In Ray Bradbury's classic novel Fahrenheit 451, protagonist Guy Montag begins to suspect that there's more to life than the interactive television that seems to interest his wife and her friends on a constant basis. As a result, Montag turns from his job of burning books -- whose pages burn at 451 degrees -- to collecting them.
Bradbury, who wrote the book in 1953, never explained how interactive television came into being, but I think he may find it amusingly paradoxical that one of the first steps toward making it a reality has come by way of "freezing" a computer chip to exactly 451 degrees below zero Fahrenheit.
As impressive as this is, what's even more impressive is that the chips can still operate at an amazing 350 GHz at room temperature. This speed, combined with the fact that IBM can reportedly build the chip using typical semiconductor manufacturing technology, suggests that these new chips may find their way into homes and offices with the next 18 to 24 months.
One of the more practical applications of such a chip could well be delivering high-definition movies on demand directly into people's homes -- a la Fahrenheit 451.
Another application of this powerful new technology would be equipping cars and other robotic equipment with wireless sensing technology that enables those devices to operate without direct human intervention.
A number of other applications are also possible, and that's why I am very bullish on IBM's long-term prospects. This advance essentially provides IBM the opportunity to leapfrog a number of its competitors, including Texas Instruments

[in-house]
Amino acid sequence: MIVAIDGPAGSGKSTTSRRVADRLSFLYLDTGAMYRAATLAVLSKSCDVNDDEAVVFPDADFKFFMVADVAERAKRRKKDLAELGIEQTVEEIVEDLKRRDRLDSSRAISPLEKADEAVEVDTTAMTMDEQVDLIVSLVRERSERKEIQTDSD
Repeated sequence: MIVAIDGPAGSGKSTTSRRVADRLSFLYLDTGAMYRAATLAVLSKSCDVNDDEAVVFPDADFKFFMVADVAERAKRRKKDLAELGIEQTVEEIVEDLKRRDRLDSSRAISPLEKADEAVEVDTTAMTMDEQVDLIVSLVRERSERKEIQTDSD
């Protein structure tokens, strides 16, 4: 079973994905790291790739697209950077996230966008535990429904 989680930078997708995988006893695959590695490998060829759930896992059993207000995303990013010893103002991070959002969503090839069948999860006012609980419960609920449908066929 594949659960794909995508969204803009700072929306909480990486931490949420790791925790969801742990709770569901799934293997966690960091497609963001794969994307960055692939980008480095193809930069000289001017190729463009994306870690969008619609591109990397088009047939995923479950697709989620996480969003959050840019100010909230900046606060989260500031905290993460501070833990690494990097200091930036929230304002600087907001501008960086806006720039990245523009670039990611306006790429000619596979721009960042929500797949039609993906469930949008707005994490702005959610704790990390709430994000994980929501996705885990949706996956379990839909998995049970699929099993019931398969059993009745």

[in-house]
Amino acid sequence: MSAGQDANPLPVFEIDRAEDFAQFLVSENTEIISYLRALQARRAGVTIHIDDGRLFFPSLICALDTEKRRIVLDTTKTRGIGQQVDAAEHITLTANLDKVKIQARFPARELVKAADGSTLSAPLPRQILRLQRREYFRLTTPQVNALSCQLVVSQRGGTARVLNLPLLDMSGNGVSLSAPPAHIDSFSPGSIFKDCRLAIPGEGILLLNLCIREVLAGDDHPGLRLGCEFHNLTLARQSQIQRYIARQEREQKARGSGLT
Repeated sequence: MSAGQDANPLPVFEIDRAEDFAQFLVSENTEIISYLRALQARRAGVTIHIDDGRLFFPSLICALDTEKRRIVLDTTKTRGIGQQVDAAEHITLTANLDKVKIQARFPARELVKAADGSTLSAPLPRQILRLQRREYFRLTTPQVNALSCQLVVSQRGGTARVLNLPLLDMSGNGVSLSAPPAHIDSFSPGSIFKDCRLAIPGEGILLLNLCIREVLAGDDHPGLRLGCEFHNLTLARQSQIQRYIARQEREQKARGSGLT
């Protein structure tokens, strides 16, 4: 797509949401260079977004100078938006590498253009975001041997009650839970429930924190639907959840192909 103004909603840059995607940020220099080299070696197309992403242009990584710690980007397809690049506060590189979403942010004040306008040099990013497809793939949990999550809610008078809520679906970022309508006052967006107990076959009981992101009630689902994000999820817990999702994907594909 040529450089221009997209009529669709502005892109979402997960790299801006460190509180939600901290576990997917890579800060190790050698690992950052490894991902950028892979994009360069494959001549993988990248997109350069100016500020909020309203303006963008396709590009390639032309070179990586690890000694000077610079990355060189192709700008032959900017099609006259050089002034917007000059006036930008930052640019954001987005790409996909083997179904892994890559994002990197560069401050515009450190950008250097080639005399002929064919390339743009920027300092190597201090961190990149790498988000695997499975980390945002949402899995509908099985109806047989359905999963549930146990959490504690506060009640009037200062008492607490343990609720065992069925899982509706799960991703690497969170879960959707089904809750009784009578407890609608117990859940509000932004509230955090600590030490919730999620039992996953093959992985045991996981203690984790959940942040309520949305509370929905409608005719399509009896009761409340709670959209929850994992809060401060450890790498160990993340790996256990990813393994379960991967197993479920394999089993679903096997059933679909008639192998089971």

As a citizen, however, I will admit that such radical technological advances give me some pause. After all, one of the reasons Montag was able to save the day in the book was that he was able to outmaneuver the Mechanical Hound, a computerized attack dog that was sent to track him down.
Given the pace of advances such as IBM's latest super chip, one has to wonder how much longer we have until science fiction turns into science fact, and then how soon it will outpace the sci-fi and possibly lead to different -- and not-so-positive -- outcomes.
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Jack Uldrich does not yet fear Mechanical Hounds, but the fact that Bradbury's book was supposed to take place in the 24th century at least has him thinking. He is the author of Investing in Nanotechnology: Think Small, Win Big and can be reached at firstname.lastname@example.org. He owns shares of IBM and Intel. Intel is a Motley Fool Inside Value recommendation. The Fool has a disclosure policy.